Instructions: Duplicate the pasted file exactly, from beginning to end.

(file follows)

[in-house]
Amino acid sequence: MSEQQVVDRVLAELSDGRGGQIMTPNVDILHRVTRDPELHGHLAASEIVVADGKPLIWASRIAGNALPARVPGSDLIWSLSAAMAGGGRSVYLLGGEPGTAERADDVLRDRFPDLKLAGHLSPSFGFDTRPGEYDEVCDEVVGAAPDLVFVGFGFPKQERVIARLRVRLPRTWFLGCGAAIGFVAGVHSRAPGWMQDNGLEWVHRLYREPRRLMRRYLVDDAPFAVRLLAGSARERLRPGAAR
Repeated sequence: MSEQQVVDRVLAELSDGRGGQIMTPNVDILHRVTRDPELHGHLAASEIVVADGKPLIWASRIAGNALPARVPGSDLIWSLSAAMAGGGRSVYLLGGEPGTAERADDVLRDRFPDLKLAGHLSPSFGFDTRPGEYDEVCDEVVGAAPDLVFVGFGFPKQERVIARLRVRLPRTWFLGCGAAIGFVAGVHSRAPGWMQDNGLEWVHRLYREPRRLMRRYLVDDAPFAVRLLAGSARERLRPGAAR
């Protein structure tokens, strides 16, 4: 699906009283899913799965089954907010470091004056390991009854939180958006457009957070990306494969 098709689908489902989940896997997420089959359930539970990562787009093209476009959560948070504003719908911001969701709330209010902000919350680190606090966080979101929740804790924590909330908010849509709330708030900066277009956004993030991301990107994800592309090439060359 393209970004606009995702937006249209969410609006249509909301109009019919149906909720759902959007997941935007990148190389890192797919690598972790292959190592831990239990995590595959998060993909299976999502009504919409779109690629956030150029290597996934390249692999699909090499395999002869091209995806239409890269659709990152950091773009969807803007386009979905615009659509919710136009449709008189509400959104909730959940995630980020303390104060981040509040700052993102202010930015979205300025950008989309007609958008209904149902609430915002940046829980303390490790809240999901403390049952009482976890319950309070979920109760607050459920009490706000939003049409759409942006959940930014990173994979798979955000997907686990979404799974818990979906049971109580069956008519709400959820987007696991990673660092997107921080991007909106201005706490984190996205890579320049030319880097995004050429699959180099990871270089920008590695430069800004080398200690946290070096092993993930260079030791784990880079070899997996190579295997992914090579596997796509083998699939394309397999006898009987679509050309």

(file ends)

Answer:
[in-house]
Amino acid sequence: MSEQQVVDRVLAELSDGRGGQIMTPNVDILHRVTRDPELHGHLAASEIVVADGKPLIWASRIAGNALPARVPGSDLIWSLSAAMAGGGRSVYLLGGEPGTAERADDVLRDRFPDLKLAGHLSPSFGFDTRPGEYDEVCDEVVGAAPDLVFVGFGFPKQERVIARLRVRLPRTWFLGCGAAIGFVAGVHSRAPGWMQDNGLEWVHRLYREPRRLMRRYLVDDAPFAVRLLAGSARERLRPGAAR
Repeated sequence: MSEQQVVDRVLAELSDGRGGQIMTPNVDILHRVTRDPELHGHLAASEIVVADGKPLIWASRIAGNALPARVPGSDLIWSLSAAMAGGGRSVYLLGGEPGTAERADDVLRDRFPDLKLAGHLSPSFGFDTRPGEYDEVCDEVVGAAPDLVFVGFGFPKQERVIARLRVRLPRTWFLGCGAAIGFVAGVHSRAPGWMQDNGLEWVHRLYREPRRLMRRYLVDDAPFAVRLLAGSARERLRPGAAR
């Protein structure tokens, strides 16, 4: 699906009283899913799965089954907010470091004056390991009854939180958006457009957070990306494969 098709689908489902989940896997997420089959359930539970990562787009093209476009959560948070504003719908911001969701709330209010902000919350680190606090966080979101929740804790924590909330908010849509709330708030900066277009956004993030991301990107994800592309090439060359 393209970004606009995702937006249209969410609006249509909301109009019919149906909720759902959007997941935007990148190389890192797919690598972790292959190592831990239990995590595959998060993909299976999502009504919409779109690629956030150029290597996934390249692999699909090499395999002869091209995806239409890269659709990152950091773009969807803007386009979905615009659509919710136009449709008189509400959104909730959940995630980020303390104060981040509040700052993102202010930015979205300025950008989309007609958008209904149902609430915002940046829980303390490790809240999901403390049952009482976890319950309070979920109760607050459920009490706000939003049409759409942006959940930014990173994979798979955000997907686990979404799974818990979906049971109580069956008519709400959820987007696991990673660092997107921080991007909106201005706490984190996205890579320049030319880097995004050429699959180099990871270089920008590695430069800004080398200690946290070096092993993930260079030791784990880079070899997996190579295997992914090579596997796509083998699939394309397999006898009987679509050309």